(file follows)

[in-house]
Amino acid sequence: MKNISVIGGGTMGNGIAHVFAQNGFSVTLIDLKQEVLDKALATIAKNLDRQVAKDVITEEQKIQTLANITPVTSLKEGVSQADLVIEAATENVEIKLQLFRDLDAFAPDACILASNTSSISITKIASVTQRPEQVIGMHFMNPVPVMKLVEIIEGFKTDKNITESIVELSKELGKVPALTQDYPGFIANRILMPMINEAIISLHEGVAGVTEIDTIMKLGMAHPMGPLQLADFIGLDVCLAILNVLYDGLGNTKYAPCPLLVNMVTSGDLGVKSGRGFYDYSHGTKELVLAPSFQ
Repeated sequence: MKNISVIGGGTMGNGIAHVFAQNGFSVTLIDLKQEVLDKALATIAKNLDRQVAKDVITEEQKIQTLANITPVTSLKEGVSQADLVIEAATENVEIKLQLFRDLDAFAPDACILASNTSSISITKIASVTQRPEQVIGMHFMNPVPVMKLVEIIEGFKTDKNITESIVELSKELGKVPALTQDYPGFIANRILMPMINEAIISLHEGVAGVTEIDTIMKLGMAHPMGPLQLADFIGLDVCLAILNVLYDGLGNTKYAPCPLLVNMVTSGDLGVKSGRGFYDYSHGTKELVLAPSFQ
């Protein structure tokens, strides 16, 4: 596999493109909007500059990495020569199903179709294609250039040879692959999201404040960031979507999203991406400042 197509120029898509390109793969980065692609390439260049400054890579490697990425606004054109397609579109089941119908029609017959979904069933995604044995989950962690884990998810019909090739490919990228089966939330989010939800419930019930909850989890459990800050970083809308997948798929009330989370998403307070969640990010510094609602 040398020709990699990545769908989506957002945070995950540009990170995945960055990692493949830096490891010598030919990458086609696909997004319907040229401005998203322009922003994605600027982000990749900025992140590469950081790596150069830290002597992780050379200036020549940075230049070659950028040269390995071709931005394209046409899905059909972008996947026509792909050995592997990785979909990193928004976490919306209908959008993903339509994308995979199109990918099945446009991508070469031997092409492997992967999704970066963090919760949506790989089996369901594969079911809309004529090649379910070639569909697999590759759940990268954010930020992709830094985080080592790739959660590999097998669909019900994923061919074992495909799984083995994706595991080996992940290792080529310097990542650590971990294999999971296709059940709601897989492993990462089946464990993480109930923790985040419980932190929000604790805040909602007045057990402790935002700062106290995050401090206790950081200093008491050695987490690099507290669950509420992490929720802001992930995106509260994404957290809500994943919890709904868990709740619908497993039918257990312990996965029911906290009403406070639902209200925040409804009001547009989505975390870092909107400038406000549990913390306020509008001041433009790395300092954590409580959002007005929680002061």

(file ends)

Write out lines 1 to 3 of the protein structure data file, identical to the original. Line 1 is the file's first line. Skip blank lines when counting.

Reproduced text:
[in-house]
Amino acid sequence: MKNISVIGGGTMGNGIAHVFAQNGFSVTLIDLKQEVLDKALATIAKNLDRQVAKDVITEEQKIQTLANITPVTSLKEGVSQADLVIEAATENVEIKLQLFRDLDAFAPDACILASNTSSISITKIASVTQRPEQVIGMHFMNPVPVMKLVEIIEGFKTDKNITESIVELSKELGKVPALTQDYPGFIANRILMPMINEAIISLHEGVAGVTEIDTIMKLGMAHPMGPLQLADFIGLDVCLAILNVLYDGLGNTKYAPCPLLVNMVTSGDLGVKSGRGFYDYSHGTKELVLAPSFQ
Repeated sequence: MKNISVIGGGTMGNGIAHVFAQNGFSVTLIDLKQEVLDKALATIAKNLDRQVAKDVITEEQKIQTLANITPVTSLKEGVSQADLVIEAATENVEIKLQLFRDLDAFAPDACILASNTSSISITKIASVTQRPEQVIGMHFMNPVPVMKLVEIIEGFKTDKNITESIVELSKELGKVPALTQDYPGFIANRILMPMINEAIISLHEGVAGVTEIDTIMKLGMAHPMGPLQLADFIGLDVCLAILNVLYDGLGNTKYAPCPLLVNMVTSGDLGVKSGRGFYDYSHGTKELVLAPSFQ